Facts: In 1487 during the rulership of a Tlacaellel among the Aztecs, and when he was 89 years old, he dedicated the new pyramid-temple in the center of Tenochtitlan. He dedicated with the greatest mass sacrifice of his "reign". The sacrifice went on for 4 days and 4 nights killing 80,000 people from the hostile provinces and the swollen ranks of slavery. It took only 15 seconds to kill each victim (they were that expert).

Those pre-marxists and socialists of yester-year killed about 50,000 folk a year. Do our college professors and minority rights advocates consider this a legitimate part of their ancient culture?

There's many, many amazing and eloquent stories to be read here. But I want to finish by mentioning Mr Carroll's point about how the Conquest of Mexico (and by extension of all Hispanic America) got a bad name. I bet the hypocrite progressists of our anti-American campuses know well Fray Bartolomé de Las Casas. This monk would become such an "advocate of all the Indians that he tried to pretend that the horrors of human sacrifice in Mexico were only a tiny fraction of what they actually were ... there can never be an obligation to stand by while thousands of innocent people are being killed because of state or "religious" policy, if one has the power and the means to prevent it without causing still greater evils." Says the author of this little book, and I agree, although this is still in our day a great debate.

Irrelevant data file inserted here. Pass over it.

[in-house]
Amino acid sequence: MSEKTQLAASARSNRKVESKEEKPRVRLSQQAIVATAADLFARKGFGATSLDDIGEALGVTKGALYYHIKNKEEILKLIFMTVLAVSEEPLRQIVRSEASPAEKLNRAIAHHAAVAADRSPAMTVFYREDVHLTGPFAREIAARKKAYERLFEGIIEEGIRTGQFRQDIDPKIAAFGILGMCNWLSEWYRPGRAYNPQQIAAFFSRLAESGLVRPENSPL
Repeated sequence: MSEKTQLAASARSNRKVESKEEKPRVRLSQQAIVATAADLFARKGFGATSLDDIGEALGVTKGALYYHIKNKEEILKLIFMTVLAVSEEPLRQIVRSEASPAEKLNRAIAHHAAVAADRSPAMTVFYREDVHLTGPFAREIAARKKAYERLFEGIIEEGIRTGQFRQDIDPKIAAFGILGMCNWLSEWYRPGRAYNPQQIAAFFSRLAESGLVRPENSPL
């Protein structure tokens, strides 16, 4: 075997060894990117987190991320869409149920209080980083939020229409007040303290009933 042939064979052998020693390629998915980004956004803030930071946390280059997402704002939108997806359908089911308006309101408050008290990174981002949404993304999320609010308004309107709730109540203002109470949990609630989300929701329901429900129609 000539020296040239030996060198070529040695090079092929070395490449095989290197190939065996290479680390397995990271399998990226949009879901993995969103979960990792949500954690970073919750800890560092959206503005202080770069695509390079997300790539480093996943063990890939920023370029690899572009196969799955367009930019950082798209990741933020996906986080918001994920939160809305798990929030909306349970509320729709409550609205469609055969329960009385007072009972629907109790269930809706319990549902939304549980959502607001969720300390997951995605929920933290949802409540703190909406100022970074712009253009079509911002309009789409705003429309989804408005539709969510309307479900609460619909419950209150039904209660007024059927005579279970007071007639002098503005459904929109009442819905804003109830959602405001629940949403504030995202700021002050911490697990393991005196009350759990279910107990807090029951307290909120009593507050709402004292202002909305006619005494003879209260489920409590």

But I recommend this great book also because it is one of the greatest stories in human history, condensed and viewed from a very interesting point of view, specially if you believe that God knows it all and that nothing falls short of His plan. If so, one has to start accepting that Cortés had something more than talent and courage to account for in order to take over such an immense empire. Could it be that God was with him? A bunch of coincidences and fortunes kept the conquistadors alive and winning against all imaginable odds... maybe God really answered their prayers.